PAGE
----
Innovations That Inspire

Transformational: 21-Week Anti-Racism Challenge

Recognition Year(s): 2022
School: Graduate School of Management, University of California, Davis
Location: United States

The 21-Week Anti-Racism Challenge compelled the UC Davis community, individually and collectively, to explore the foundations of institutional racism and understand how to address and commit to honest and lasting structural change.

Call to Action

Elizabeth Moon took on the role of chief diversity officer for the University of California, Davis, Graduate School of Management (GSM) in 2017 because she was passionate about creating equitable access to graduate business education and opportunities for learning together as a community. Moon worked with our Faculty Diversity Committee, and we created a comprehensive diversity, equity, and inclusion (DEI) strategic plan in 2019. A year later, as we huddled at home, disconnected from each other due to the pandemic, we watched in horror the murder of George Floyd by a member of the police. This terrible event, along with countless other instances of blatant racism and violence toward Black people in America spurred us to realize that as a learning community, the GSM needed to put real action into our DEI work.

Utilizing all resources at our disposal, we worked with our marketing team to increase visibility on our website and scheduled weekly virtual gatherings that formed our Action for Diversity Community Group. This collection of more than 90 members collaborated to create safe spaces for us to come together, and over the summer of 2020, we built out the first stage of our action to address anti-Blackness: the 21-Week Anti-Racism Challenge.


The UC Davis Graduate School of Management’s 21-Week Anti-Racism Challenge was based on the work of scholar Dr. Eddie Moore, Jr., who created the 21-Day Challenge to promote deeper understandings around race, power, privilege, and oppression. We expanded the challenge to 21 weeks to “bake it in” to our DEI praxis during the academic year. We adapted both Moore’s 21-Day Challenge and UC San Diego Chancellor’s 21-Day Anti-Racism Challenge to create our program. We appreciate and credit Moore and UC San Diego’s Office of Diversity, Equity, and Inclusion for sharing these initiatives and tools for learning.

In our more in-depth 21-Week Anti-Racism Challenge at the GSM, we explored concepts of anti-racism as a means to help one another begin to identify and confront the structural and behavioral norms that perpetuate civil injustice and systemic racial inequality. Our goal was and is to further our awareness, compassion, understanding, and engagement with respect to anti-racism through the lens of anti-Blackness and the experience of Black people in America. The Challenge invites participants to engage with 21 activities, including readings, videos, and recordings grounded in a social justice framework that situates structures of power, position, privilege, perception, and process. Each activity fell into a category specific to the individual quarter:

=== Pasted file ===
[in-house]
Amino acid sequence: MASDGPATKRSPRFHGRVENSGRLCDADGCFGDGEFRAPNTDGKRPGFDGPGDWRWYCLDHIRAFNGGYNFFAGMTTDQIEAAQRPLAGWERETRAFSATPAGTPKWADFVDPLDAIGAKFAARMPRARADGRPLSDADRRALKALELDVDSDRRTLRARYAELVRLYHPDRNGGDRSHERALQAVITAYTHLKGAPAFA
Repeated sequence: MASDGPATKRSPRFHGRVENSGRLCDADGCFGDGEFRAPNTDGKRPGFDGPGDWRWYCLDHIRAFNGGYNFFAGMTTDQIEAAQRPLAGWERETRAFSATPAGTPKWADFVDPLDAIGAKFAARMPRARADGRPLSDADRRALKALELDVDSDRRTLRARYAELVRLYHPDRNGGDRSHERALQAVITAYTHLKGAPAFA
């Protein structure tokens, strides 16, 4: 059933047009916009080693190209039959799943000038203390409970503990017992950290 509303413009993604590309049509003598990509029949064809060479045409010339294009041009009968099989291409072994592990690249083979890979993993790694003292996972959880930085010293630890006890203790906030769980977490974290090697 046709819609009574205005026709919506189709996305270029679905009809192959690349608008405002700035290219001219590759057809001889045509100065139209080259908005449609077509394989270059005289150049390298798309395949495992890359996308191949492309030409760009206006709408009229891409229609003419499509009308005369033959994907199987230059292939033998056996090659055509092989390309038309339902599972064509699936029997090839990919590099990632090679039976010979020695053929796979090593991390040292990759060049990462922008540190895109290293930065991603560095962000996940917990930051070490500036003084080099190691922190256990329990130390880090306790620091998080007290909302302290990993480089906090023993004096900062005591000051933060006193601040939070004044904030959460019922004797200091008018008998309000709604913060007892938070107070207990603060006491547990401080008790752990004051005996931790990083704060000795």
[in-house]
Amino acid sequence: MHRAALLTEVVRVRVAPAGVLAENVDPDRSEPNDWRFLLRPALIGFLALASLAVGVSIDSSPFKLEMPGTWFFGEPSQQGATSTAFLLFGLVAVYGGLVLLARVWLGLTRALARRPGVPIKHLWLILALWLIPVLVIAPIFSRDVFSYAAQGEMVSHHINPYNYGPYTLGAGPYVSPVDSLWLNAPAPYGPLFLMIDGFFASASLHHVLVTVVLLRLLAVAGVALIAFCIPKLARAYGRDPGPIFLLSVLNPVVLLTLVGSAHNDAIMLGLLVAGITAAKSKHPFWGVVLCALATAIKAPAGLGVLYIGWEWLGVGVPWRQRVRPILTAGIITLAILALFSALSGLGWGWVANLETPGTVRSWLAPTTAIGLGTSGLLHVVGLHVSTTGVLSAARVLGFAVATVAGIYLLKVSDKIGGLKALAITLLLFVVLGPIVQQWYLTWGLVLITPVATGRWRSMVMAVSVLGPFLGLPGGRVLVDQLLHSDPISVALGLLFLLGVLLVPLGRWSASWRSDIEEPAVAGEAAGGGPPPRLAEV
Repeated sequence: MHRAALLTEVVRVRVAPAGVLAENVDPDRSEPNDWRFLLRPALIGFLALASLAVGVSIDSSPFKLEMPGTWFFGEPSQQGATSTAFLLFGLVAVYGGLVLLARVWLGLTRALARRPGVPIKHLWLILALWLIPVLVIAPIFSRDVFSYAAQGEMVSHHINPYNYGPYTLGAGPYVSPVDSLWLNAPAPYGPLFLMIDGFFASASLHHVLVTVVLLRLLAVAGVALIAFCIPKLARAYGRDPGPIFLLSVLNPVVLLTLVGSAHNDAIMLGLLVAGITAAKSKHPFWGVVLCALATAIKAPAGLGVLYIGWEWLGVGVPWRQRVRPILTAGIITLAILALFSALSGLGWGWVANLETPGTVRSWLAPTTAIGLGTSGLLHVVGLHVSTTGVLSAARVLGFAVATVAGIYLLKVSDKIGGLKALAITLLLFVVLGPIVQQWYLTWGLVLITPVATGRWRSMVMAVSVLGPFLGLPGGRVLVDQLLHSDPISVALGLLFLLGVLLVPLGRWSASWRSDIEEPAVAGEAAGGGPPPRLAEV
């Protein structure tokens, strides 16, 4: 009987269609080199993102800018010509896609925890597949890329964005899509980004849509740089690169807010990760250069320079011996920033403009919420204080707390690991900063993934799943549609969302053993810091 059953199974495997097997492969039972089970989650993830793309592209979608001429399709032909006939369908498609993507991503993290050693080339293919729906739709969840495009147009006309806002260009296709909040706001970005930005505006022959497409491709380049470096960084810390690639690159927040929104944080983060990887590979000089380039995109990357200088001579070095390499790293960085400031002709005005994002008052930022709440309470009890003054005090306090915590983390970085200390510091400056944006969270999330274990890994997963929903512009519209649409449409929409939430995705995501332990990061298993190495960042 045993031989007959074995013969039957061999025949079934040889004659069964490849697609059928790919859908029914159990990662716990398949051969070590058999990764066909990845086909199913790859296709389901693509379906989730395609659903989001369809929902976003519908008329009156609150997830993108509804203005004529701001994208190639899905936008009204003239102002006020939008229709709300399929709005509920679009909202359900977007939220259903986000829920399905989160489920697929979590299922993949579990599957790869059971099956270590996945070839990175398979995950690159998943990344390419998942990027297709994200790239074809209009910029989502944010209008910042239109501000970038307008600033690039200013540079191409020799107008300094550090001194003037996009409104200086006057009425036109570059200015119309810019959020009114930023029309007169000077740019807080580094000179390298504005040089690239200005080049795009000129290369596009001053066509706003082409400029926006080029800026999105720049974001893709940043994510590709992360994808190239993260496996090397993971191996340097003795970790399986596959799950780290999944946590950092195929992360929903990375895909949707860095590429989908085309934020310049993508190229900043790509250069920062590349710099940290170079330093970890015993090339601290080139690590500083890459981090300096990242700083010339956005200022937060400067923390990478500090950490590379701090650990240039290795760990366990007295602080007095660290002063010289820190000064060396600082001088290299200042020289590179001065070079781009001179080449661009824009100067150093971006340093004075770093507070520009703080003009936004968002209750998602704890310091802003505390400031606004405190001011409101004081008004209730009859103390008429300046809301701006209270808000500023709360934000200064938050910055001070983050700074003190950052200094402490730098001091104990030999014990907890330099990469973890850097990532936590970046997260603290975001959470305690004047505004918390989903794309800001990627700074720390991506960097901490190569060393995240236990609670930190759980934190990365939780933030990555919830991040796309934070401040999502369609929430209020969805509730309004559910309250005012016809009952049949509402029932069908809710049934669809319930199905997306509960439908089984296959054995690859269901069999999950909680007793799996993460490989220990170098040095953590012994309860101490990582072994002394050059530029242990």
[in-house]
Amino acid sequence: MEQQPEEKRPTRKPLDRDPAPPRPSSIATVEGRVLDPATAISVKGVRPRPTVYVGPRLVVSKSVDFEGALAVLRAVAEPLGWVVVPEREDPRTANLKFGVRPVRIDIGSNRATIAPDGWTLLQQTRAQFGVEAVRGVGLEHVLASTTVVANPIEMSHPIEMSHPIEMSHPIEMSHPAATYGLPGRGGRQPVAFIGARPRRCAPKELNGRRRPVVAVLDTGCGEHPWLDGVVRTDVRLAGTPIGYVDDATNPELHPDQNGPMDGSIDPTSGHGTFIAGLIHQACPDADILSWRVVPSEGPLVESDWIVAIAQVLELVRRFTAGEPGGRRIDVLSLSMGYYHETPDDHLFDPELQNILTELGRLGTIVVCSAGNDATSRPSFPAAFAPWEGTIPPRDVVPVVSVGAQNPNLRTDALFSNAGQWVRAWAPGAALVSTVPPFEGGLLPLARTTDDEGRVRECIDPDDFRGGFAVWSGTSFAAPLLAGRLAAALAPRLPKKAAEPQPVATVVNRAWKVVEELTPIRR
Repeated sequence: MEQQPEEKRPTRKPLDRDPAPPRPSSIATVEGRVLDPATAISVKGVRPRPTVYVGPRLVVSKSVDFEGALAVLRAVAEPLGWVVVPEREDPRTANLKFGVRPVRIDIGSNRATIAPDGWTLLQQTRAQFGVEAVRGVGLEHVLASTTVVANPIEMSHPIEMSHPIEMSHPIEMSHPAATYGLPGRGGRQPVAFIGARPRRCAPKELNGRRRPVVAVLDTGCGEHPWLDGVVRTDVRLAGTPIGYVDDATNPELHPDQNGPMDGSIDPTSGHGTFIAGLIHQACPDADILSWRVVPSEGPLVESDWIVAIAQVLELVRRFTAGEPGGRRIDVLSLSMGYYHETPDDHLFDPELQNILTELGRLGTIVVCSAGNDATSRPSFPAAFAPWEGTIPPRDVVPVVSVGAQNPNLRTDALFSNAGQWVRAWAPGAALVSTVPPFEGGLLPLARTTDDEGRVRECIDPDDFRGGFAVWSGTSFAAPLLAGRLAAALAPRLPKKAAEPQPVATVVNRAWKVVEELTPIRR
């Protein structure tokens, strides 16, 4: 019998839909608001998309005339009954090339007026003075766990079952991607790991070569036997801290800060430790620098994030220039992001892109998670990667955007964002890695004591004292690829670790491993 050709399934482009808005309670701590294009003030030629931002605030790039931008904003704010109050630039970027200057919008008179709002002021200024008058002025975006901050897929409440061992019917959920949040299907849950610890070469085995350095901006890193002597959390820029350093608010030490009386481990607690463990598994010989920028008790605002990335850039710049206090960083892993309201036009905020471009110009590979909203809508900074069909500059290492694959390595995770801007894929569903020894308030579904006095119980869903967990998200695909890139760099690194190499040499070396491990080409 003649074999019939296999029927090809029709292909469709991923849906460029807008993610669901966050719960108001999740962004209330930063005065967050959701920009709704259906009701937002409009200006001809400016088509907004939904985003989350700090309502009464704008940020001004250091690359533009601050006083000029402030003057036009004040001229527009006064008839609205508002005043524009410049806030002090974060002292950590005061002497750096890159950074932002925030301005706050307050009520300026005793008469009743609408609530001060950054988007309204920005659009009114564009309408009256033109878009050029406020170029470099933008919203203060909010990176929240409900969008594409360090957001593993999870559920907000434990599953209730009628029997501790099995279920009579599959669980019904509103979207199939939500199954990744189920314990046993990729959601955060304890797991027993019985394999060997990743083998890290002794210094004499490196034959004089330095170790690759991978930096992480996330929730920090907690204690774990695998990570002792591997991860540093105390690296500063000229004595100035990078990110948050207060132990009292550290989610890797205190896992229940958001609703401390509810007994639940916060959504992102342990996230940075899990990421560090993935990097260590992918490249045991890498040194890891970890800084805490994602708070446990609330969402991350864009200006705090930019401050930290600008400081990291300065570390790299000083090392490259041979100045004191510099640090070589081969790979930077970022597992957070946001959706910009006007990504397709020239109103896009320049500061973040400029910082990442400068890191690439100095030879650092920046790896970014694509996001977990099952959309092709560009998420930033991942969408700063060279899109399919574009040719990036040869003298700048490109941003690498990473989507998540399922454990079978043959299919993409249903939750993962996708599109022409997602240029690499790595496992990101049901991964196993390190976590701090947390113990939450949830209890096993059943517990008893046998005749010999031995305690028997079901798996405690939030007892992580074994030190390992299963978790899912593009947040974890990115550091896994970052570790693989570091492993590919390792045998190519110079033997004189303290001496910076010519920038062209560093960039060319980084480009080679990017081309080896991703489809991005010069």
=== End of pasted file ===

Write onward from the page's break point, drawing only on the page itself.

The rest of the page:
• Fall: How We Got Here 
  • Winter: Intersections of Power, Language, & Visibility 
  • Spring: Allying, Action, & Accountability

Each week we connected via Zoom for this transformational journey to share our reflections, and many members videotaped their personal stories to share on our website.


As a result of our challenge and based on our DEI strategic plan, our Action for Diversity Community Group codified seven core actions to implement over the next three years:

  1. Celebrate Juneteenth through a historically accurate and contextual acknowledgement of the holiday, provide resources to learn more, and recognize Black-owned businesses and related events in our community. 
  2. Identify and develop relationships with local nonprofits that are making strides in creating inclusive spaces that we can support through quarterly actions of either direct or indirect commitment. 
  3. Research, identify, and reach out to companies directly owned by or with C-suite-level representation of underrepresented minorities about sponsoring one IMPACT consulting project (MBA capstone course) per quarter. 
  4. Reestablish and create new Grad Pathways programming in collaboration with each of the minority retention programs on the UC Davis campus, including researching implementation of a student-to-student mentorship program. 
  5. Pledge to continue holistic admissions and recruiting practices that enable greater representation, and form a student body that reflects the population in the state of California. 
  6. Continue to create resources and tools to foster belonging, inclusion, and equity in the classroom through the efforts of the Faculty Diversity Committee. 
  7. Commit to providing the resources for learning and growth in building collaborative leaders who are able to navigate and create systemic change beyond the GSM and in their communities and professional organizations.

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